This NFT investor spent $170,000 on a CryptoPunk to ‘flex’ online—it’s like ‘wearing that Rolex in real life’

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$170,000 on a jpeg. 

That's how much notable NFT collector Gmoney spent in January on a CryptoPunk NFT, or nonfungible token. Like most people in the crypto community, he is known only by his online alias and prefers to remain anonymous.

You may be thinking, "But why? Why did I purchase a 24 x 24 pixel image? Why does this image have any value at all?" Gmoney says.

NFTs are digital assets. They can be jpegs of pixelated characters like CryptoPunks, but they can also include anything online, such as art, collectibles and even memes. Each NFT is represented by code on a public online ledger called a blockchain, which tracks each time an NFT is bought and sold. 

First and foremost, NFT investors see long-term value in the assets and the tech. As with any investment, they hope their NFTs will appreciate over time.

But beyond that, owning NFTs offers a form of social currency. There's value in the social status and acceptance from the crypto community that comes with owning a respected NFT, just like a Rolex or a Lamborghini in real life, Gmoney tells CNBC Make It. It's a "flex utility."

"When someone buys a Rolex in the real world, they don't spend the thousands of dollars because of the watch's utility value. A simple $5 watch could perform the same utility. It is to 'flex' their status," Gmoney says. "With an NFT, by posting it as my avatar on Twitter and Discord, I can quickly 'flex' with a picture."

"It has the same effect as wearing that Rolex in real life, but digitally," he says.

The value of 'flex utility' 

Scrolling through Twitter, you can come across thousands of accounts with CryptoPunk or other NFT avatars — from jpegs of clipart rocks to cartoon apes to cute penguins — all using their collections to "flex" online.

Sure, you could save and share a jpeg without spending thousands on an NFT, but in the crypto world, it doesn't have the same effect. When an NFT investor drops money on one, they can show off their new buy on Twitter and find a community of other NFT owners, Gmoney says.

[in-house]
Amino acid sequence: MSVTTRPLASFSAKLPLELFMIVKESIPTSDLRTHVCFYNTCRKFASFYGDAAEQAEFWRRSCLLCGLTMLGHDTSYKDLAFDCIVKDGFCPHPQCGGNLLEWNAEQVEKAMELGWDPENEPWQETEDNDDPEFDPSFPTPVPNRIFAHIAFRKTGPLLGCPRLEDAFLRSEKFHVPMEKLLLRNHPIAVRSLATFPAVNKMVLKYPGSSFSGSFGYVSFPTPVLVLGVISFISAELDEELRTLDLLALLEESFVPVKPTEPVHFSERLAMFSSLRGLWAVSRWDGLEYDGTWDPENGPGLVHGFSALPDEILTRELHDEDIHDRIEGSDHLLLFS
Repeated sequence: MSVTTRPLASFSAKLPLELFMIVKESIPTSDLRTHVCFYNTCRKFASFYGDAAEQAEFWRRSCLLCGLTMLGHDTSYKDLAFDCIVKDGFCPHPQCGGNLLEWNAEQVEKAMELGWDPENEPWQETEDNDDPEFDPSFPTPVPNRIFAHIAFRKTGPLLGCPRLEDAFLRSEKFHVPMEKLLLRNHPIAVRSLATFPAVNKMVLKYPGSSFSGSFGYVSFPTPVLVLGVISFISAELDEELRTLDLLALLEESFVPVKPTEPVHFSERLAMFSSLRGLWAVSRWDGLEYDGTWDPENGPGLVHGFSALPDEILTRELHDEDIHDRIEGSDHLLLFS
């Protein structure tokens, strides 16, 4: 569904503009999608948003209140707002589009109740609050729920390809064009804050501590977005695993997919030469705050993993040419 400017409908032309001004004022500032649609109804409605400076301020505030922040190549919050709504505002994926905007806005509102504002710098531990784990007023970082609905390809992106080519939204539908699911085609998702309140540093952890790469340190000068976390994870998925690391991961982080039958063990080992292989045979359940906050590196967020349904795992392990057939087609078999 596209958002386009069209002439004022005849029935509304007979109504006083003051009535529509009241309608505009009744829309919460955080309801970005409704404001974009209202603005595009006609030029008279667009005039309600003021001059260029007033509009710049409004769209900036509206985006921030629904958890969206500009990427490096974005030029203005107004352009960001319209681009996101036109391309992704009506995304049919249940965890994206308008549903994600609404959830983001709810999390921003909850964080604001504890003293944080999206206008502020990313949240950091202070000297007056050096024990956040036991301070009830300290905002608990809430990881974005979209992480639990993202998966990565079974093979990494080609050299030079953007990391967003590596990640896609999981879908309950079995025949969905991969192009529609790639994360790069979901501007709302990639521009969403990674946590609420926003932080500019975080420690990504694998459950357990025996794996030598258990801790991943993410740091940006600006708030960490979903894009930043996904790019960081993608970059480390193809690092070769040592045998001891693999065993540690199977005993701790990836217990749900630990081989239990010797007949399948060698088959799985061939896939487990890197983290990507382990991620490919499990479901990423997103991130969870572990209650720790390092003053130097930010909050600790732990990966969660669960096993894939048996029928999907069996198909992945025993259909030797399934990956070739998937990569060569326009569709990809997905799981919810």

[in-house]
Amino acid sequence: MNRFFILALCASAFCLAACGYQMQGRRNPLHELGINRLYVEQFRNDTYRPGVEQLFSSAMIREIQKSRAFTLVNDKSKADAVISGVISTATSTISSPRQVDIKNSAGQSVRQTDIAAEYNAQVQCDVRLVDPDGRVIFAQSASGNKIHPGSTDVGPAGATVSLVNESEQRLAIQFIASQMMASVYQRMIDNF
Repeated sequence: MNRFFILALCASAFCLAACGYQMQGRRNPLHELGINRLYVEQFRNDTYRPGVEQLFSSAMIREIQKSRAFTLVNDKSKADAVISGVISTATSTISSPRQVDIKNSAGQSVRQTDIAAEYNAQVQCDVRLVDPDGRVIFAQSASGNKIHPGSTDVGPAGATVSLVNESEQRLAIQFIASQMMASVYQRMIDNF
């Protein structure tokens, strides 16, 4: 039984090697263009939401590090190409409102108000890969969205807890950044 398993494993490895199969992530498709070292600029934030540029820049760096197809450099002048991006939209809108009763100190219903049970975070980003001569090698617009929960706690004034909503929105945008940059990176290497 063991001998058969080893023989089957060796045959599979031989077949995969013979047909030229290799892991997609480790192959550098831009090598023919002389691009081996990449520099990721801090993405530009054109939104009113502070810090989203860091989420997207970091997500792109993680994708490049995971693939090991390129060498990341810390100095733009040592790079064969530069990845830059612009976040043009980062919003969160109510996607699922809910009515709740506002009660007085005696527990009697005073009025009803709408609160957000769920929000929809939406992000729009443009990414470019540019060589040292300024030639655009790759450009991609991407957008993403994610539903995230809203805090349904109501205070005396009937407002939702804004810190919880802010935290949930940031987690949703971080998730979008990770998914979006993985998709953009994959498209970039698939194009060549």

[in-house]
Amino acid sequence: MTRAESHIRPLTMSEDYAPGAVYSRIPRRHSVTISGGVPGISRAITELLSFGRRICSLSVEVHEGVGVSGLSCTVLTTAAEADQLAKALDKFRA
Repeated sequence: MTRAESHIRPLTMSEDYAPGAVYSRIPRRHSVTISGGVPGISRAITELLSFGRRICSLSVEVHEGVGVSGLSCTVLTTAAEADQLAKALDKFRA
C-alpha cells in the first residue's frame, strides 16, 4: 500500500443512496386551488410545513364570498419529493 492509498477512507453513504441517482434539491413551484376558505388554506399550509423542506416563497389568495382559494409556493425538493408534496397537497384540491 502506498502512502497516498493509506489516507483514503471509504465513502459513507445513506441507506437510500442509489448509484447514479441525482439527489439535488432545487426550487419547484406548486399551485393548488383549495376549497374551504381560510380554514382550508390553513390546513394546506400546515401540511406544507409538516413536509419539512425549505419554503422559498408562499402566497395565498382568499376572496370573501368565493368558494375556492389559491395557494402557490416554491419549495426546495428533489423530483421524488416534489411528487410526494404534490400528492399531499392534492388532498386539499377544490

Flexing NFTs started within the niche crypto community, but is becoming more mainstream. In the last 30 days alone, there's been about $2.4 billion in sales volume on OpenSea, the largest NFT marketplace in the world. This is a massive jump from last year, when OpenSea saw under $50 million in sales volume in September 2020.

That means the community is growing. And at its core, this trend is all about the strength and benefits of being part of one.

"Wanting to be part of something and wanting to be part of a group is natural, especially when they have the same value alignments," says Gmoney.

It's all about community

"Community is the single most valuable aspect of NFTs," says Cooper Turley, a widely known crypto and NFT investor. "Without a community, NFTs have no value. My NFT investment thesis is based solely around the strength of an existing community, or the potential for one to emerge."

Owning an NFT, like a CryptoPunk, and posting it online can have upsides like "recognition, respect and status" within the crypto community, Turley explains.

That's why there's value to buy in, rather than admire from afar, he says. "Owners receive access and benefits far beyond a traditional membership," Turley says. "They are able to build deeper relationships, find meaningful work, and most importantly, find belonging."

Gmoney says he has seen businesses and partnerships form at community events or on NFT Discord channels. Folks can find mentorship, support and guidance in the crypto space by being part of a community.

'The evolution of the 'blue checkmark''

Obviously, not everyone can afford to spend thousands — or even hundreds — on NFTs. 

But "flex" and community have become so sought after that it has even led to a demand for renting NFTs. 

Through reNFT, customers can rent NFTs for a few months to jump-start their engagement with the crypto community. So far all have been gifted, but Nick Vale, co-founder of reNFT, says renting an NFT is somewhat of a reputation voucher. 

Vale has seen at least one user's social media engagement skyrocket after replacing his social media avatar with a "rented" CryptoPunk for three months. It allowed the user to make a name for himself in the space, Vale says. 

And this could just be the beginning. "I think we will see this evolve more as NFT tech engrains into social media as a whole," Vale says. "It is the evolution of the 'blue checkmark' as we know it."

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